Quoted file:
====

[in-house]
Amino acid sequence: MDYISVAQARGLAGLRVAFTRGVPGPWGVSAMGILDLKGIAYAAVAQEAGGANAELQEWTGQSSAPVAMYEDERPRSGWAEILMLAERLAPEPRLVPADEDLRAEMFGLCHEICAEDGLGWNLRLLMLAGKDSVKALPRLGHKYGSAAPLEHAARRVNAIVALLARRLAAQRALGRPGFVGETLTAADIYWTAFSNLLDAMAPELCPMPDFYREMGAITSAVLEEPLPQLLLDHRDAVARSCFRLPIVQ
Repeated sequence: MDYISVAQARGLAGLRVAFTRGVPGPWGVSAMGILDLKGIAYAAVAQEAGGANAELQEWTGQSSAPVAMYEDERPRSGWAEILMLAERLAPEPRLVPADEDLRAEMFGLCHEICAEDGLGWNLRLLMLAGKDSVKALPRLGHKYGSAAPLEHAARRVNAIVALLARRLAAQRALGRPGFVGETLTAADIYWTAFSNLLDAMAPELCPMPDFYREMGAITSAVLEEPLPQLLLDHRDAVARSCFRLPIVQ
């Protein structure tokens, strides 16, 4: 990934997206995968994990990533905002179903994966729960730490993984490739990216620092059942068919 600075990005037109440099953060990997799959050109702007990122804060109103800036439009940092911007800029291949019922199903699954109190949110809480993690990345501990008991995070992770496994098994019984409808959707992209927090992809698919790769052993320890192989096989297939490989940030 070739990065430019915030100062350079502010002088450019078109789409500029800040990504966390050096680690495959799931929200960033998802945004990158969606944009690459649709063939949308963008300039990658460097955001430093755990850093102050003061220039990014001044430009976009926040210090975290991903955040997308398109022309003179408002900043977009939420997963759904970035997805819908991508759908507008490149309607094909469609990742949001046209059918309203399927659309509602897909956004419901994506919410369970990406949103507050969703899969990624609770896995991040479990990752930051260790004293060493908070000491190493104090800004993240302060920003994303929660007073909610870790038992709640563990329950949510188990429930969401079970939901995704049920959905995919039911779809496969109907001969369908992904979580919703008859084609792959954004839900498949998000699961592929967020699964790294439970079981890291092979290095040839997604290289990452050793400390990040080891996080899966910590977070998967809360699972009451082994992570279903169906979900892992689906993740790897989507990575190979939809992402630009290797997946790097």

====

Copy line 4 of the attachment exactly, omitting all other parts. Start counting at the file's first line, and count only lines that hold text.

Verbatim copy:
């Protein structure tokens, strides 16, 4: 990934997206995968994990990533905002179903994966729960730490993984490739990216620092059942068919 600075990005037109440099953060990997799959050109702007990122804060109103800036439009940092911007800029291949019922199903699954109190949110809480993690990345501990008991995070992770496994098994019984409808959707992209927090992809698919790769052993320890192989096989297939490989940030 070739990065430019915030100062350079502010002088450019078109789409500029800040990504966390050096680690495959799931929200960033998802945004990158969606944009690459649709063939949308963008300039990658460097955001430093755990850093102050003061220039990014001044430009976009926040210090975290991903955040997308398109022309003179408002900043977009939420997963759904970035997805819908991508759908507008490149309607094909469609990742949001046209059918309203399927659309509602897909956004419901994506919410369970990406949103507050969703899969990624609770896995991040479990990752930051260790004293060493908070000491190493104090800004993240302060920003994303929660007073909610870790038992709640563990329950949510188990429930969401079970939901995704049920959905995919039911779809496969109907001969369908992904979580919703008859084609792959954004839900498949998000699961592929967020699964790294439970079981890291092979290095040839997604290289990452050793400390990040080891996080899966910590977070998967809360699972009451082994992570279903169906979900892992689906993740790897989507990575190979939809992402630009290797997946790097």